Voltaire’s first committed interest in science in general, and in Newton in particular, dates from his increasingly close relations with the English aristocrat, freethinker, and Jacobite Lord Bolingbroke (1678-1751) and his circle from the end of 1722 onwards. Bolingbroke left London for voluntary exile in France in 1715, where he spent the next ten years. Bolingbroke encouraged Voltaire to become a frequent visitor to La Source, the Englishman’s estate near Orléans. Influencing him towards an admiration of the Newtonian system and encouraging him to read Locke, Voltaire’s contact with Bolingbroke and his circle ensured that when he crossed the channel in 1726, and began the intellectually most formative period of his life, he had already become oriented towards contemporary English thought, to which the Newtonian system as presented in the Principia and the Opticks had made so decisive a contribution.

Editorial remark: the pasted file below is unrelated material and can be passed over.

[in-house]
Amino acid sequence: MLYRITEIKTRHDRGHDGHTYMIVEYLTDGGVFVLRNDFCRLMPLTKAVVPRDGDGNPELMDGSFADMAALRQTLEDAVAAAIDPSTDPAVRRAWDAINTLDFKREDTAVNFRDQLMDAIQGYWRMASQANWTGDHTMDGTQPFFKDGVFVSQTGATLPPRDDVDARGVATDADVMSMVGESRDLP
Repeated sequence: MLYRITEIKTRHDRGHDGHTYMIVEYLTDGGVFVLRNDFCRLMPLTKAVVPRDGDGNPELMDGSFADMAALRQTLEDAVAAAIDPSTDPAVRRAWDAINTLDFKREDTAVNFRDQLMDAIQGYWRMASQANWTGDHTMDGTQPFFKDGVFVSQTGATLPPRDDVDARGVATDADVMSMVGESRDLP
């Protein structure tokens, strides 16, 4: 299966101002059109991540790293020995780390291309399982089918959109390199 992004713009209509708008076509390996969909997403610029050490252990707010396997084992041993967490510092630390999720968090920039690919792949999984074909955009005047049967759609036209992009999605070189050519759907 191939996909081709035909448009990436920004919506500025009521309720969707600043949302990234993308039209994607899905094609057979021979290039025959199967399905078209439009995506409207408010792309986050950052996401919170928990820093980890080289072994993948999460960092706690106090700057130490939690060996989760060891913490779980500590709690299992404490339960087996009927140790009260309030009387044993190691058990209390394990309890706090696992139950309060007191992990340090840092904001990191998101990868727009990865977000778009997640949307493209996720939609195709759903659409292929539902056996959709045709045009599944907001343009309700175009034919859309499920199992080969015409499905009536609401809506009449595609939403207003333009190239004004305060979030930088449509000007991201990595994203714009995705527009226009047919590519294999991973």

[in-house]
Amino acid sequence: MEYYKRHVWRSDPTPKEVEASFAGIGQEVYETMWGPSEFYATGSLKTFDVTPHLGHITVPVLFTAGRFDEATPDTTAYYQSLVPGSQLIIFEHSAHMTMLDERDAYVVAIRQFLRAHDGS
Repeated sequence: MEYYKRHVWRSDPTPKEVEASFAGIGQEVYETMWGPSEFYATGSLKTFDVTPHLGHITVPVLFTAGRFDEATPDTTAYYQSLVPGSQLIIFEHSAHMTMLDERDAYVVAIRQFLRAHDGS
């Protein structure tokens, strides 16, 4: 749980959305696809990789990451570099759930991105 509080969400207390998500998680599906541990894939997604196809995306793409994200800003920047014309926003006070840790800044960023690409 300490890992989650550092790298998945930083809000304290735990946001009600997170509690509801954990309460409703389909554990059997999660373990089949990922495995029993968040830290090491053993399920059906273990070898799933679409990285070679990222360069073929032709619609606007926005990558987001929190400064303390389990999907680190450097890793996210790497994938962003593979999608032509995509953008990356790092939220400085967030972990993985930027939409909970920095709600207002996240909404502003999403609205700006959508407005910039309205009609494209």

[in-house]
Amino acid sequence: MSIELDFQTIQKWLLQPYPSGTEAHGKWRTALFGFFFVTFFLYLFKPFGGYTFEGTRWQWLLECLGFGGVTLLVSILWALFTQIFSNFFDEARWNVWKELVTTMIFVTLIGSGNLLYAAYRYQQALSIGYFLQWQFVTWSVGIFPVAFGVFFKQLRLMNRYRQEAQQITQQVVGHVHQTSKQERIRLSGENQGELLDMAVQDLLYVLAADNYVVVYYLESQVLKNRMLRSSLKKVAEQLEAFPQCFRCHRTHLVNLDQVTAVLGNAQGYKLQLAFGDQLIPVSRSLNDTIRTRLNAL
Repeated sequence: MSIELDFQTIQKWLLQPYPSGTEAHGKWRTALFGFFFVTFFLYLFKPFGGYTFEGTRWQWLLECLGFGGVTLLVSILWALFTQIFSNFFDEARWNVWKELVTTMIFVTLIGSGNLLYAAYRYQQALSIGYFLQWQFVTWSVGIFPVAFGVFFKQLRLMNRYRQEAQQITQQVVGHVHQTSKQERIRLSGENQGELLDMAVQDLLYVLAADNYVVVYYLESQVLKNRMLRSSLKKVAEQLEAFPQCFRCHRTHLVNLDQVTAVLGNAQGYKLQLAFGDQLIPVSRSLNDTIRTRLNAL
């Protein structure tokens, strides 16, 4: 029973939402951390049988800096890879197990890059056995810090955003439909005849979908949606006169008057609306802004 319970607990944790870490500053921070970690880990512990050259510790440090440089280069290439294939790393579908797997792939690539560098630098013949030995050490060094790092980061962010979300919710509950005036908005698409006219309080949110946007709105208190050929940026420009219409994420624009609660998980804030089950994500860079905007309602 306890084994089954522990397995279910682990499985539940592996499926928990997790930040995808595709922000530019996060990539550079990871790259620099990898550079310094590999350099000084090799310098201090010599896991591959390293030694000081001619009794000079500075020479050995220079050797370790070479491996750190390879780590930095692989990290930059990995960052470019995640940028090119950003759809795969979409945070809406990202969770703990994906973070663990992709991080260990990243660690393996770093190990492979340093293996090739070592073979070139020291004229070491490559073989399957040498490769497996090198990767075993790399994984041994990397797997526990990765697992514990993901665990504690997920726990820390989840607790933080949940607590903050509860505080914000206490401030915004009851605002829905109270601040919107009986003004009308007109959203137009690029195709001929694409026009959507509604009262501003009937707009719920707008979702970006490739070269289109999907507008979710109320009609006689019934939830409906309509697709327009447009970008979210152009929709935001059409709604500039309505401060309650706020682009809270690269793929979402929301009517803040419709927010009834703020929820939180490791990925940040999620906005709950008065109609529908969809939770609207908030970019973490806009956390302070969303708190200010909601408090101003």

In London Voltaire met the prominent Newtonian Samuel Clarke (1675-1729), and seems to have regarded himself for a time as Clarke’s disciple. He also came into contact with John Conduitt (1688-1737) and his wife Catherine Barton (1679-1729), Newton’s niece, as well as the astronomer Samuel Molyneux (1689-1728), who may have introduced Voltaire to his pupil Robert Smith (1689-1768), whose Compleat System of Opticks (1738) Voltaire went to some trouble to obtain. Voltaire’s first dated reference to Newton occurs in a letter of 27 May 1727, in which he recommends his life-long friend Nicolas-Claude Thiriot (1697-1772) to translate Henry Pemberton’s A View of Sir Isaac Newton’s Philosophy (1728). Voltaire was impressed by Pemberton’s exposition of Newton’s thoughts, which managed to convey a faithful impression of Newton’s work in optics and gravitation without going into mathematical detail. Its style and approach were in sharp contrast to the writings of Bernard Le Bovier de Fontenelle (1657-1757) and other French popularisers of science of the day, with their emphasis on elegance and wit, often at the expense of scientific accuracy. The extent of Voltaire’s Newtonian education at this time is indicated by his Lettres écrites de Londres sur les Anglois et autres sujets, in which he discussed his views on the institutions, religion, philosophy, and people of England. In letter XIV, ‘Sur Descartes et Newton,’ while praising the overthrow of Aristotelianism by Descartes the philosopher, Voltaire makes plain his preference for Newton’s theory of attraction over the vortex theory of Descartes the physicist. Letter XV, ‘Sur le systeme d’attraction,’ proves how careful Voltaire’s study of this system had been, indeed a comparison of this letter with the relevant parts of the Éléments shows that Newtonian attraction was a topic on which Voltaire thereafter felt little or no need to deepen his understanding. The situation was very different as regards the Opticks, however, on which letter XVI, ‘Sur l’optique de M. Newton,’ has very little to say. Much hard study of this aspect of Newton’s work was needed before Voltaire was in a position to compose the optical chapters of his Éléments.